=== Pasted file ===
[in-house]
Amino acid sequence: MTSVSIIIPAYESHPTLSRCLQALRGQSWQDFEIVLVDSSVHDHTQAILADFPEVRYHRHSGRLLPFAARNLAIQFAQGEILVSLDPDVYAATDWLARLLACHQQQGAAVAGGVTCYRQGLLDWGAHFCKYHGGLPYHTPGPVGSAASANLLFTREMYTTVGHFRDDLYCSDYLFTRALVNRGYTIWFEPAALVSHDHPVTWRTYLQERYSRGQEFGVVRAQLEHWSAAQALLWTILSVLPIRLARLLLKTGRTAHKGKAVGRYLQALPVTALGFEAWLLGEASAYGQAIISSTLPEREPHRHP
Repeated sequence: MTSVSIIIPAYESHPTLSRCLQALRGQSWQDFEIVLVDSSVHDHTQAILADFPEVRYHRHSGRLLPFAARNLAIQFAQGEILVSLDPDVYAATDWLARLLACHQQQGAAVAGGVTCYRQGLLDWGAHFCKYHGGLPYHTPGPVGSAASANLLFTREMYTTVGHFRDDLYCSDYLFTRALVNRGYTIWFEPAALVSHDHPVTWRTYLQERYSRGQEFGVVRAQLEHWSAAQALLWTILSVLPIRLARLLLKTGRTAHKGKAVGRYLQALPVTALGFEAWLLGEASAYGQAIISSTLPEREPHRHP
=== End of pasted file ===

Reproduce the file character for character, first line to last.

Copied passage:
[in-house]
Amino acid sequence: MTSVSIIIPAYESHPTLSRCLQALRGQSWQDFEIVLVDSSVHDHTQAILADFPEVRYHRHSGRLLPFAARNLAIQFAQGEILVSLDPDVYAATDWLARLLACHQQQGAAVAGGVTCYRQGLLDWGAHFCKYHGGLPYHTPGPVGSAASANLLFTREMYTTVGHFRDDLYCSDYLFTRALVNRGYTIWFEPAALVSHDHPVTWRTYLQERYSRGQEFGVVRAQLEHWSAAQALLWTILSVLPIRLARLLLKTGRTAHKGKAVGRYLQALPVTALGFEAWLLGEASAYGQAIISSTLPEREPHRHP
Repeated sequence: MTSVSIIIPAYESHPTLSRCLQALRGQSWQDFEIVLVDSSVHDHTQAILADFPEVRYHRHSGRLLPFAARNLAIQFAQGEILVSLDPDVYAATDWLARLLACHQQQGAAVAGGVTCYRQGLLDWGAHFCKYHGGLPYHTPGPVGSAASANLLFTREMYTTVGHFRDDLYCSDYLFTRALVNRGYTIWFEPAALVSHDHPVTWRTYLQERYSRGQEFGVVRAQLEHWSAAQALLWTILSVLPIRLARLLLKTGRTAHKGKAVGRYLQALPVTALGFEAWLLGEASAYGQAIISSTLPEREPHRHP